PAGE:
Although, we are travelling off-season, about two months after the main season actually, so maybe it shouldn’t be so much of a shock to me. Still, tourists do climb, all year around. During Vesak Poya however, the season is in full flow. Pilgrims in their masses descend apon the village, heading unto the mountain. They all hope to reach the summit for sunrise, in order to see the mystical shadow cast by the mountains prominent peak on the landscape below. Also, to catch a glimpse of the huge -if slightly anatomically questionable (over 4ft)- footprint, that is believed to have been left there by Lord Buddha, or even Adam (as of Adam and Eve) himself.
So, to get here. Like I said, surprisingly difficult. We were coming from Kegalle, home to The Elephant Freedom Project, and also to the more well known Pinnawalla Elephant Orphanage. We got a tuk tuk to Rambukana train station, and from there caught the train to Hatton (the nearest station to the peak). The train went through Kandy, and along that beautiful train route again through the hill country, towards Ella. We had to walk to the bus station through Hatton (about fifteen to twenty minutes thro the town, with heavy bags!) and then caught a very busy bus to Maskeliya. The road twists and turns like crazy, and, as we had to stand, we were clinging on for life to the hand railings- it felt like a full body work out. Finally we arrived, and then hopped onto another bus to Dalhousie (or Delhouse), thankfully this time there were seats! This entire journey, tuk tuk aside, costs us around 400 Sri Lankan Rupees. That’s about £1 each. For about 150km. Mad.
And here we are. We are staying at Slightly Chilled Guest House, and it’s been really great. So so friendly, our room is gorgeous, and the breakfast is huge and ridiculously good. Banana pancakes all round. Plus they have yet another cute baby that chuckles like a drainpipe when you make noises at it. What is it with guest houses and cute babies on this trip?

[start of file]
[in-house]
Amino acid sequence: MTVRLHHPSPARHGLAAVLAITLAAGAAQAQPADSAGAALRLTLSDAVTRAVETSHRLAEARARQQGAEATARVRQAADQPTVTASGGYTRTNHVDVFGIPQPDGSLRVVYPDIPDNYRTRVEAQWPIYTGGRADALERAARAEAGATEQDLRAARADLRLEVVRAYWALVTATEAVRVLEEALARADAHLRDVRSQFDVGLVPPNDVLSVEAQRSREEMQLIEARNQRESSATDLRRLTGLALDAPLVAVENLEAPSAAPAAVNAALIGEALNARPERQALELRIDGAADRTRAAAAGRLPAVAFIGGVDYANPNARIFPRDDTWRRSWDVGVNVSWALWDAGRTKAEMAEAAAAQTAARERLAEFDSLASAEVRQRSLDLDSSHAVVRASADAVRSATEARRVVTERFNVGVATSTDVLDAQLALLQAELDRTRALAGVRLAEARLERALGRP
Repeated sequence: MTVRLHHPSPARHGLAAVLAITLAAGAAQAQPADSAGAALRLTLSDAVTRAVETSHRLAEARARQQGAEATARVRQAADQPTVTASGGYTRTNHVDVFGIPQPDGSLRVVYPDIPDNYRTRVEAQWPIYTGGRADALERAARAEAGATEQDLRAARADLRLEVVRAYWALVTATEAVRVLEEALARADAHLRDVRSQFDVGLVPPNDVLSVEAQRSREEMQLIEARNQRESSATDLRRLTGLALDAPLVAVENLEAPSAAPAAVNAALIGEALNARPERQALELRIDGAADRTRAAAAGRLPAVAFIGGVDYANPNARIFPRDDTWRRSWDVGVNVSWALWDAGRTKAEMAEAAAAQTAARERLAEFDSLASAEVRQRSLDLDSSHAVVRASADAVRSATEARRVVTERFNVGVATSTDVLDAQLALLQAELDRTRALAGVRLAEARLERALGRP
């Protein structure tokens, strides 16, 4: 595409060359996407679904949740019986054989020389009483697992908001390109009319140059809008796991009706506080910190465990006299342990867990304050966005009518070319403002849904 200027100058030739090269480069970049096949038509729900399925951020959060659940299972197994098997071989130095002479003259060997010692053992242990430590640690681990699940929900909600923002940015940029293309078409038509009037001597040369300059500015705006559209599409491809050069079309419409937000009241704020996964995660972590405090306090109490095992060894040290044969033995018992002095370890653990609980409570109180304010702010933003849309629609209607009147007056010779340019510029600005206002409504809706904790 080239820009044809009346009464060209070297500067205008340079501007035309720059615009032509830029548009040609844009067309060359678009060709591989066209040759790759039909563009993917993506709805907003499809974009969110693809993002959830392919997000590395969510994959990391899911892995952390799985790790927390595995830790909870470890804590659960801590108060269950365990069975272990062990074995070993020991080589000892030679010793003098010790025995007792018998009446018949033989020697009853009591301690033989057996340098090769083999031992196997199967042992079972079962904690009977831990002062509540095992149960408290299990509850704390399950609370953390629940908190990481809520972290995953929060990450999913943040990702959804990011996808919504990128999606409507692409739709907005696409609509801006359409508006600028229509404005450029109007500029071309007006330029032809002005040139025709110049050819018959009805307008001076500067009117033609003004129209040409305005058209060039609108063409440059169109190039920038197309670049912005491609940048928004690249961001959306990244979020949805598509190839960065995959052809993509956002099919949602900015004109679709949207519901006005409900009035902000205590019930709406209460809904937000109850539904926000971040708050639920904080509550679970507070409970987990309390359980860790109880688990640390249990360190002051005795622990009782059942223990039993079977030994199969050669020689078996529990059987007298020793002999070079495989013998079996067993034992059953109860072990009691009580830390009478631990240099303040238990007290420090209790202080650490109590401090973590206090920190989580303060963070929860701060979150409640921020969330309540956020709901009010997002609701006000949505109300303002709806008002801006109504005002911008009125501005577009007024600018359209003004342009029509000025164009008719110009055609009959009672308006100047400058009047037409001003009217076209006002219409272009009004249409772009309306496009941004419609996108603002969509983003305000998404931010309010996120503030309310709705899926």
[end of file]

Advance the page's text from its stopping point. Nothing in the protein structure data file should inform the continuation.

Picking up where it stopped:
We’ve come for three nights, treating ourselves to a long rest before the journey back to England, although most people only come for one, as there isn’t much to do in sleepy old Dalhousie apart from climb the peak. On the first day, it was pouring with rain, and Adams Peak was completely invisible in cloud, so, after exploring the eerily empty village, we decided to give the mountain a miss that night.
However, we did do a short walk through the plantations to a tea factory, where they gave us a bizarre tour (but no tasters😞) and we learnt that the process of making tea is not as exciting as chocolate. Although we did get to dress up in fun factory outfits.
That evening the clouds finally cleared, and we discovered where the mountain was for the first time since arriving! Hurrah!
So, at 2.30am, we donned our head torches and set off, hoping to arrive at a cloud free peak for sunrise, as is the custom for this particular pilgrimage. The path was very easy to follow, even in the dark, as it mostly consists of some 5000 steps, all the way up. During season, apparently, it can be difficult to move, and you end up in a sea of pilgrims all queuing up, tea houses lighting the way (getting more expensive the closer to the top). But for us, it is pitch black, and the steps are merciless, and the only other people we saw were a handful of other hopeful travellers like ourselves.
Finally, 2 and a half back breaking hours later, we reach the summit, and join the other fifteen or so walkers huddled together for warmth. It is freezing, foggy, and the famous temple of the famous footprint is locked shut. Brilliant.
But we wait, and make friends. And finally the sky goes from shades of black to lighter shades of grey. And the clouds whipping past us tantalise us with occasional magical glimpses of pink and purple hued cloudscapes spread out far below and as far as the eye can see.
And then it is 6am, and the sun must have risen behind the fog, and we decided to begin the leg shaking descent, down all of those long steep staircases, back down to the village for breakfast.
Everyone else is rushing off after breakfast to catch trains and buses, but I can do nothing but collapse back into bed, thankful that we now have the whole afternoon to be ‘slightly’ chilled, watching films, drinking sweet Sri Lankan coffee, and pulling faces at adorable babies.
Hope you’re all well,
Stay breezey 🌌